Characterizing and Contextualizing the Water Challenges of Megacities
Journal of the American Water Resources Association
Blackwell Publishing Inc.
We characterize and compare water challenges confronting the 28 megacities of the world in 2014. Relying on existing literature and diverse primary data sources, we present a unique portrait at a global scale of the water implications of the rapid growth in megacities. We find that differentiating and analyzing the complexity of megacities' water problems based on geographic contexts, historical development trajectories, urban population growth rates, and forms of urban expansion helps explain the nature of the various water management problems they confront. Two governance features also shed light on megacity water challenges: fragmentation resulting from forms of megacity urban expansion; and, urban dualism resulting from contradictions between historical and cultural legacies and the rise of global engineering and technological norms for water management. The increasing vulnerability of megacities to climate change poses risks as well as opportunities for a more collective response to address this global phenomenon. Our analysis raises important questions and offers guidance about the future trajectories of many more large cities around the world that are on their way to becoming megacities.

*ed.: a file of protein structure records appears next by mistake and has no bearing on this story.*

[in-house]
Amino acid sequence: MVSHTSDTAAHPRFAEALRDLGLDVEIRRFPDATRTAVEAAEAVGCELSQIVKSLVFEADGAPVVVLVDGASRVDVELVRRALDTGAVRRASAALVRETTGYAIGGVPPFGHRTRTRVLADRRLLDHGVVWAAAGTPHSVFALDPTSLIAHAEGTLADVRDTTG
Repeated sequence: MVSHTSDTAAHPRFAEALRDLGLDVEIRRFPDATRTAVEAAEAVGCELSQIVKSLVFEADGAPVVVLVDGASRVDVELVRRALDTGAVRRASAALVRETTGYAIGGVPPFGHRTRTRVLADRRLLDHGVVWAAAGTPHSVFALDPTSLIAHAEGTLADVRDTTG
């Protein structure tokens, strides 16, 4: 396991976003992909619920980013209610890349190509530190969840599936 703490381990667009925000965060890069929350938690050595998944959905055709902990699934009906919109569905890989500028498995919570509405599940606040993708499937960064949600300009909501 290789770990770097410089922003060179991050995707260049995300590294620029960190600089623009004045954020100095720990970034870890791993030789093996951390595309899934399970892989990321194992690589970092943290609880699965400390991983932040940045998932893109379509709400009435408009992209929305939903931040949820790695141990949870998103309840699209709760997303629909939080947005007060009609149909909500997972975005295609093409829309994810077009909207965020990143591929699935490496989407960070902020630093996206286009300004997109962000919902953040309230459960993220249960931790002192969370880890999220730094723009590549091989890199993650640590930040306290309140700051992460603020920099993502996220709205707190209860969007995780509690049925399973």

Li, Enjie; Endter-Wada, Joanna; and Li, Shujuan, "Characterizing and Contextualizing the Water Challenges of Megacities" (2015). Environment and Society Faculty Publications. Paper 1448.